Undue Influence and Setting Aside Florida Wills or Trusts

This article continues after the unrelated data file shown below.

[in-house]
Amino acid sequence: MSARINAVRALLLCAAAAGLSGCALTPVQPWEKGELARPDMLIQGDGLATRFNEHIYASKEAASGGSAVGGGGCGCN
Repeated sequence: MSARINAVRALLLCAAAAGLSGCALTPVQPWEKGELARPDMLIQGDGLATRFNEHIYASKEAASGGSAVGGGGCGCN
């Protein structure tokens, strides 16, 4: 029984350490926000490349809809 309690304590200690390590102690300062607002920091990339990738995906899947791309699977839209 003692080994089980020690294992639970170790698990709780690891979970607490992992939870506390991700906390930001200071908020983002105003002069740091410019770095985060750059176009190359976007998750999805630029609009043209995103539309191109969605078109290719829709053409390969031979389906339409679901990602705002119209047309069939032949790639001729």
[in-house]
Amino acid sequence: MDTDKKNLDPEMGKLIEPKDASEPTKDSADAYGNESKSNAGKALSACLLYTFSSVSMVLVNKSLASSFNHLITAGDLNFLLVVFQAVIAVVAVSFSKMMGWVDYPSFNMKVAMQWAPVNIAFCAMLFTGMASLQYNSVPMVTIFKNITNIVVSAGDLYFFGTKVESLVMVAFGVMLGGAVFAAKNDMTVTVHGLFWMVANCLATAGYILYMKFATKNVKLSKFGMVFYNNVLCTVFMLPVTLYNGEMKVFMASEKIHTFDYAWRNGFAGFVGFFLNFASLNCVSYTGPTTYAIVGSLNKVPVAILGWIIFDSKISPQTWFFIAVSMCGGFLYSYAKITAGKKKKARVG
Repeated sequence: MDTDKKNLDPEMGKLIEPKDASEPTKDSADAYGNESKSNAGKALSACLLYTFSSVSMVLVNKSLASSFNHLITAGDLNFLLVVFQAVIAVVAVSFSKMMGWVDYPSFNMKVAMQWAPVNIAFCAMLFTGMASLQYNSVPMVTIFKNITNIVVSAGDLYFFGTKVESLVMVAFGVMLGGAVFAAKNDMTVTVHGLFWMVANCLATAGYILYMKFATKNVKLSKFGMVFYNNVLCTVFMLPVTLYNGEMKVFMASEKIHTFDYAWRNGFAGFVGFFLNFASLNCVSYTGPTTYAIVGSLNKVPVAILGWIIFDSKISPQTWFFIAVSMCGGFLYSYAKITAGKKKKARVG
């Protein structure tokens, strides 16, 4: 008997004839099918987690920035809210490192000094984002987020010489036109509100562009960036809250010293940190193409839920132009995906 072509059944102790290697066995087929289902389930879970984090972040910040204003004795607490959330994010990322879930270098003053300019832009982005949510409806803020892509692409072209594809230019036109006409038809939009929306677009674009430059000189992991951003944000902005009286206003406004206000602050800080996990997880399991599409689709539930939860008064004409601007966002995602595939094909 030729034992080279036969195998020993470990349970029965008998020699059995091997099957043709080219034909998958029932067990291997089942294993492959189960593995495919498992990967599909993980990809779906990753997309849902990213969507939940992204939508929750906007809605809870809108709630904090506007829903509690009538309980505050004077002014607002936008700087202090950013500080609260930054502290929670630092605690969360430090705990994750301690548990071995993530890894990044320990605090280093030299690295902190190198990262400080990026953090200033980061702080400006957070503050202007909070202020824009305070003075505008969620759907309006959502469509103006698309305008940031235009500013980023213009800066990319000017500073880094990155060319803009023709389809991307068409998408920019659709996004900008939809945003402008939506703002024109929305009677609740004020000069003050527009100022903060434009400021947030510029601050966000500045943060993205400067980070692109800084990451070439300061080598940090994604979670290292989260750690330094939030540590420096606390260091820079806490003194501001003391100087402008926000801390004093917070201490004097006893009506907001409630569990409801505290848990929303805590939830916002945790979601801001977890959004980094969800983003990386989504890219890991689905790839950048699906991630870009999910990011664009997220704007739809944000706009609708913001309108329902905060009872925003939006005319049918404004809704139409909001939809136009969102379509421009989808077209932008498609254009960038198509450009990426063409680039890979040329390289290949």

Everyone seems to know the “buzz words” of “undue influence.” Few know what it really means. Generally, a will or a trust in Florida arrives at the courthouse steps with the presumption of validity and correctness, providing it is executed according to the law. In other words, if it is in writing, signed at the end of the document by the person who made it, has two witnesses, we presume it’s valid. A will that is procured or obtained by undue influence is invalid, providing that you can prove it in a court of law. Mere “influence” is not enough. It’s ok to ask your mom or dad for money. It’s ok to ask to receive an inheritance in a will or a trust. There’s no harm in asking, right? “Influence” is ok. After all, many children or others are very close to a parent, as expected. But you can’t force someone to leave an inheritance to you. If you do that, if you cause your inclusion in a will or a trust by acts of fraud, deceit, lying, force or threats, then that will or trust, or that provision in a will or a trust which benefits you, and which was obtained by undue influence, is invalid. As in all trust and estate litigation matters, be aware that the losing or non prevailing party may end up paying the other side’s (prevailing party’s) attorneys fees, which a litigant absolutely has to factor in when evaluating your case.